ShopKeep, a startup that makes checkout software for brick-and-mortar stores, has a new deal for new customers: Free equipment that allows them to accept mobile payment methods such as Apple Pay, in addition to a new, more secure type of credit card.
The equipment, which will cost current ShopKeep customers $259, includes a technology called near field communication, or NFC, that allows customers to pay using information stored on their phones. Apple Pay and Google Wallet use this technology as the backbone of their payment products.
Perhaps more importantly, the equipment can also be used to accept a new type of credit card — known as EMV chip cards — that are currently being issued by credit card companies in the U.S. to help reduce credit card fraud. The EMV card technology, named after the original technology developers Europass, MasterCard and Visa, has been common in Europe for a decade and makes cards harder to clone than the traditional credit cards that are still common in the U.S.
The giveaway underscores the fierce competition among young companies such as ShopKeep, Square and Poynt, as well as bigger players like First Data, to get small businesses to ditch their clunky point-of-sale equipment for newer, modernized checkout software and hardware. It also highlights the lead these businesses are taking in trying to convince small businesses that they should upgrade their equipment in order to accept the new type of credit cards that big retailers have been gearing up to accept.
“We see ourselves as the IT departments for these growing merchants so we want them to have the latest technology,” said Norm Merritt, ShopKeep’s co-CEO.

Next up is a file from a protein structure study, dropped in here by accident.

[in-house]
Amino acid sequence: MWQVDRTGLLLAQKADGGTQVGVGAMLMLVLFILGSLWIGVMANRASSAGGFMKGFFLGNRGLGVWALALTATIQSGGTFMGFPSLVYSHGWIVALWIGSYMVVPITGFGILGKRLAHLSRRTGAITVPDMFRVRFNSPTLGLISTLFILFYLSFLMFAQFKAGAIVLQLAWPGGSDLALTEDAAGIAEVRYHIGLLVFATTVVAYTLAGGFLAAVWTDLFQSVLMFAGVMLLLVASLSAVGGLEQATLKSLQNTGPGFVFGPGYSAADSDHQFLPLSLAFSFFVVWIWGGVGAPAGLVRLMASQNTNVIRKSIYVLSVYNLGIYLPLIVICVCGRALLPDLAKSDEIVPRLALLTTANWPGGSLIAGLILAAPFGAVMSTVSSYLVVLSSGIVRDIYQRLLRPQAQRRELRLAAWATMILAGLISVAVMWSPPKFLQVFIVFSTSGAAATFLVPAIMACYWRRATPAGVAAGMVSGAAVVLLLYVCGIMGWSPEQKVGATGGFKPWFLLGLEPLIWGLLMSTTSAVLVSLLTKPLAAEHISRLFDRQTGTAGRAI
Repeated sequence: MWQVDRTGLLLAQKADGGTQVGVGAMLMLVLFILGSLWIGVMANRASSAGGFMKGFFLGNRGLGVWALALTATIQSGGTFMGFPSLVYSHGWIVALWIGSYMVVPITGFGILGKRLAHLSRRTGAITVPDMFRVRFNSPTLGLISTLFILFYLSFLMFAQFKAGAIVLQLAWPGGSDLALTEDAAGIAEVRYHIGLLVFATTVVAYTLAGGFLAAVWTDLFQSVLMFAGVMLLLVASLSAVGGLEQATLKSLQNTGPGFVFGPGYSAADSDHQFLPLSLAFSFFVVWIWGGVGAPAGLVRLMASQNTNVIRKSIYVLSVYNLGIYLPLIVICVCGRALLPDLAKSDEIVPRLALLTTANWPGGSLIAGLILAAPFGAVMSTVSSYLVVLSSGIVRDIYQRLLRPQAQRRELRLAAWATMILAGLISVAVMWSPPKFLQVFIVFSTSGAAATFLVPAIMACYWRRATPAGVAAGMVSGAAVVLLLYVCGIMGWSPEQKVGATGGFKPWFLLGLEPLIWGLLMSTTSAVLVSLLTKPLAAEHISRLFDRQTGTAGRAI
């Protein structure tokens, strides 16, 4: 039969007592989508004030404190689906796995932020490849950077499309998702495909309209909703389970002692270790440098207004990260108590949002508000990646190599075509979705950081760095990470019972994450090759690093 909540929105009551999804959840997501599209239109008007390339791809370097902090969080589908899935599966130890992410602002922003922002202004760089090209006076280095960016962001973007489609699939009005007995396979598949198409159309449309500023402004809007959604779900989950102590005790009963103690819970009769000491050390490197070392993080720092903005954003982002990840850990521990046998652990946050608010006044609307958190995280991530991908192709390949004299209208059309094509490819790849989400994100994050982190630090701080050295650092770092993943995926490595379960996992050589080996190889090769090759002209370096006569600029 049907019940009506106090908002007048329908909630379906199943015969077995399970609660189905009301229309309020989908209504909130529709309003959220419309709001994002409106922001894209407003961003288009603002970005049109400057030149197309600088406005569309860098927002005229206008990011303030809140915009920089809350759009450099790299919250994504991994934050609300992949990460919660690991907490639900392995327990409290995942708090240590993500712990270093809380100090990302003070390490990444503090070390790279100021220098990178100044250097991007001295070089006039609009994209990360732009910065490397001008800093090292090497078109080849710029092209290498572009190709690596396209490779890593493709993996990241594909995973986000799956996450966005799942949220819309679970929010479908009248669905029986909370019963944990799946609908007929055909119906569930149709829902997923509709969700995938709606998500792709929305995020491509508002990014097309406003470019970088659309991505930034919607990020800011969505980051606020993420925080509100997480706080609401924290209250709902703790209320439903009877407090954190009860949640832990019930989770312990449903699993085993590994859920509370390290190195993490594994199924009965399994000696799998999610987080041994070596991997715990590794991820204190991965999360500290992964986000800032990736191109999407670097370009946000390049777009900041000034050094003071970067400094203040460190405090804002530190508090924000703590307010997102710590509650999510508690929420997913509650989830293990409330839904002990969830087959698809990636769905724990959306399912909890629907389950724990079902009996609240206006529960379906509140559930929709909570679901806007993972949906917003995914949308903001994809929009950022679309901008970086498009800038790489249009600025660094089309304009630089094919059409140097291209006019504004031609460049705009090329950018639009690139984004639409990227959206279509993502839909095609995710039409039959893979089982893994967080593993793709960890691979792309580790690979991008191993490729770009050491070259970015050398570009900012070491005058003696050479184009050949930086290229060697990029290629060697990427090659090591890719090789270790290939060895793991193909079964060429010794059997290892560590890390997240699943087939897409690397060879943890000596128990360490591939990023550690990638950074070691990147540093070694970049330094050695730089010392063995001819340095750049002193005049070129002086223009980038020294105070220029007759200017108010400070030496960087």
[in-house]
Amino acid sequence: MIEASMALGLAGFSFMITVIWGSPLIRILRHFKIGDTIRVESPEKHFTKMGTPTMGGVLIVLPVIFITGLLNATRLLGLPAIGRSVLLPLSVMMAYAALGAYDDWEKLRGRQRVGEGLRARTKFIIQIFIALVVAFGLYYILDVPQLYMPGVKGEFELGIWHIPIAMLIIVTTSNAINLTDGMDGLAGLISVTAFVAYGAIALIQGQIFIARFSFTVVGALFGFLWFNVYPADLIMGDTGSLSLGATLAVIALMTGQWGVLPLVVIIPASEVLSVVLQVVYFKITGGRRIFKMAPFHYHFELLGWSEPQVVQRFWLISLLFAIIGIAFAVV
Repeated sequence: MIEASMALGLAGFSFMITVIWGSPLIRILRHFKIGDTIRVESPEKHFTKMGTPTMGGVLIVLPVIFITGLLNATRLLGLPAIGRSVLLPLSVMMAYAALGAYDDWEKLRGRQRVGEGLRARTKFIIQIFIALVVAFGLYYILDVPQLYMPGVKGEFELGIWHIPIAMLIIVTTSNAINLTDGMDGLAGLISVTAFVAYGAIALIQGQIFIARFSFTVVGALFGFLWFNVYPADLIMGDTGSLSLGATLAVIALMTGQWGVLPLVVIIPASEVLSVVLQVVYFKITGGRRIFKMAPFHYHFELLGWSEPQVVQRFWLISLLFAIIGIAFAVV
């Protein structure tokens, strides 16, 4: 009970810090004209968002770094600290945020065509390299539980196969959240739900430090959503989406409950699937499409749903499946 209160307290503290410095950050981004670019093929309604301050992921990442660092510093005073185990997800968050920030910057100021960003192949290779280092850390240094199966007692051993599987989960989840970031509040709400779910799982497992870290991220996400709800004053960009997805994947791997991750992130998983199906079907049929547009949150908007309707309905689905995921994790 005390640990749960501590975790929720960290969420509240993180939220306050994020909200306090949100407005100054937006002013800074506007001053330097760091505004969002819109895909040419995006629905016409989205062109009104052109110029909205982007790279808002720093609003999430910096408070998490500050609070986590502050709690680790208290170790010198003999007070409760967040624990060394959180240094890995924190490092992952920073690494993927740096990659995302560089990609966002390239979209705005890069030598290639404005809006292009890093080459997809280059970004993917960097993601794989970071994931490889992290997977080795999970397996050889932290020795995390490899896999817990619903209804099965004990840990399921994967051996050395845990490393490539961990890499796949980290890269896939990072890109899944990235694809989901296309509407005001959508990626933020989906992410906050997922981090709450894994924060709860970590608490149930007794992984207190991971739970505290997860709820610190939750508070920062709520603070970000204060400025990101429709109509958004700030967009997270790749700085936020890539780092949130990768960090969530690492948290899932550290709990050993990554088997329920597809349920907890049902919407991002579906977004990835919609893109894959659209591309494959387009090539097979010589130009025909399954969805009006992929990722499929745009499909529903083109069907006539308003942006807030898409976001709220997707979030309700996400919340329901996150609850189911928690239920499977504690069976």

Merritt admitted that ShopKeep merchants, of which there are currently about 11,000, haven’t been knocking down his door demanding NFC equipment to accept Apple Pay. But he believes mobile payment methods such as Apple Pay will become more popular in the future and that more small businesses will then want to accept it.
He also said the giveaway, which should help merchants reduce fraud liability from fraudulent card purchases, aligns with the company’s mission of supporting small businesses. Beginning in October 2015, liability for credit card fraud will sit with whichever entity — the issuer or the merchant — is still using the less-secure equipment.
The common belief in industry circles is that small businesses will be slower to upgrade their equipment to accept chip cards than big retail chains because of the equipment’s cost and the relatively low rate of fraud in their stores. Merritt believes that ShopKeep is significantly reducing the friction that is stopping them from upgrading.
ShopKeep is based in New York City and has 170 employees. It charges businesses $49 a month, per register, to use the ShopKeep software to manage transactions, inventory and customer information. Its software is made to run on an iPad, which it sells along with cash drawers, receipt printers and other equipment used by restaurants, bars and specialty retail shops.
ShopKeep businesses can use any credit card processor to accept credit and debit card payments. In theory, a business could use Square as its payment processor and ShopKeep as its software provider. Merritt, however, says this is rare.
Square said last month that it would begin taking preorders for a $29 device that would allow merchants to accept chip cards. The device does not include NFC technology and does not include a keypad like ShopKeep’s that can be used by chip card holders to punch in their PIN to authorize a transaction. These PINs are commonly used in conjunction with chip cards in Europe, but some U.S. banks are allowing their customers to initially provide their signature in place of a PIN.
This article originally appeared on Recode.net.